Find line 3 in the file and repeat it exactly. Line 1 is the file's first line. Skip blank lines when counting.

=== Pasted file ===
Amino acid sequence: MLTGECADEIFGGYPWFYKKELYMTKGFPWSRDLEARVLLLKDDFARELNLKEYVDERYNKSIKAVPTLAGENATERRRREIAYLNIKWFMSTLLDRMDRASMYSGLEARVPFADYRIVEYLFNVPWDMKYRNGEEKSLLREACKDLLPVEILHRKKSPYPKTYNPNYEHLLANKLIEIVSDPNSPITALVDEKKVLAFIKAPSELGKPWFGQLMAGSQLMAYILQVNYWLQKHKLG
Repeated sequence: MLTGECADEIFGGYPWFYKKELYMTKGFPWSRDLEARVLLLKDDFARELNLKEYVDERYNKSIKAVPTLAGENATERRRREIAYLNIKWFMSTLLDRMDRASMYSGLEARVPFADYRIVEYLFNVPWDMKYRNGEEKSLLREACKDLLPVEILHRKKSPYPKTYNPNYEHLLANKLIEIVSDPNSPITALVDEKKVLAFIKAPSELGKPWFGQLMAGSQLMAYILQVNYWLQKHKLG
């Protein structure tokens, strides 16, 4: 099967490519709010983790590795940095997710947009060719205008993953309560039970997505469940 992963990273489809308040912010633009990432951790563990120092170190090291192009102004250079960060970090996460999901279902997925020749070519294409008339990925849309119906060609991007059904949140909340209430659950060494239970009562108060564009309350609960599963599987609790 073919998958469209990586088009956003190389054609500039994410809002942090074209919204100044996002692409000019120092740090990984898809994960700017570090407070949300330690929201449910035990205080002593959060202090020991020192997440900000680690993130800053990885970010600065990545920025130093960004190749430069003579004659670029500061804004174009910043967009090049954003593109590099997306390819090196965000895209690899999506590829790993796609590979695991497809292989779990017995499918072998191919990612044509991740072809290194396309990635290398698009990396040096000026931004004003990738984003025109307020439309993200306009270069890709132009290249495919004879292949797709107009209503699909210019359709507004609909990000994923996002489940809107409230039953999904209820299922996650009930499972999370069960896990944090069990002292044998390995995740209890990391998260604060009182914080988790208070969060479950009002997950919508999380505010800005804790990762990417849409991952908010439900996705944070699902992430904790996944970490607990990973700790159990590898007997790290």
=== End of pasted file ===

């Protein structure tokens, strides 16, 4: 099967490519709010983790590795940095997710947009060719205008993953309560039970997505469940 992963990273489809308040912010633009990432951790563990120092170190090291192009102004250079960060970090996460999901279902997925020749070519294409008339990925849309119906060609991007059904949140909340209430659950060494239970009562108060564009309350609960599963599987609790 073919998958469209990586088009956003190389054609500039994410809002942090074209919204100044996002692409000019120092740090990984898809994960700017570090407070949300330690929201449910035990205080002593959060202090020991020192997440900000680690993130800053990885970010600065990545920025130093960004190749430069003579004659670029500061804004174009910043967009090049954003593109590099997306390819090196965000895209690899999506590829790993796609590979695991497809292989779990017995499918072998191919990612044509991740072809290194396309990635290398698009990396040096000026931004004003990738984003025109307020439309993200306009270069890709132009290249495919004879292949797709107009209503699909210019359709507004609909990000994923996002489940809107409230039953999904209820299922996650009930499972999370069960896990944090069990002292044998390995995740209890990391998260604060009182914080988790208070969060479950009002997950919508999380505010800005804790990762990417849409991952908010439900996705944070699902992430904790996944970490607990990973700790159990590898007997790290």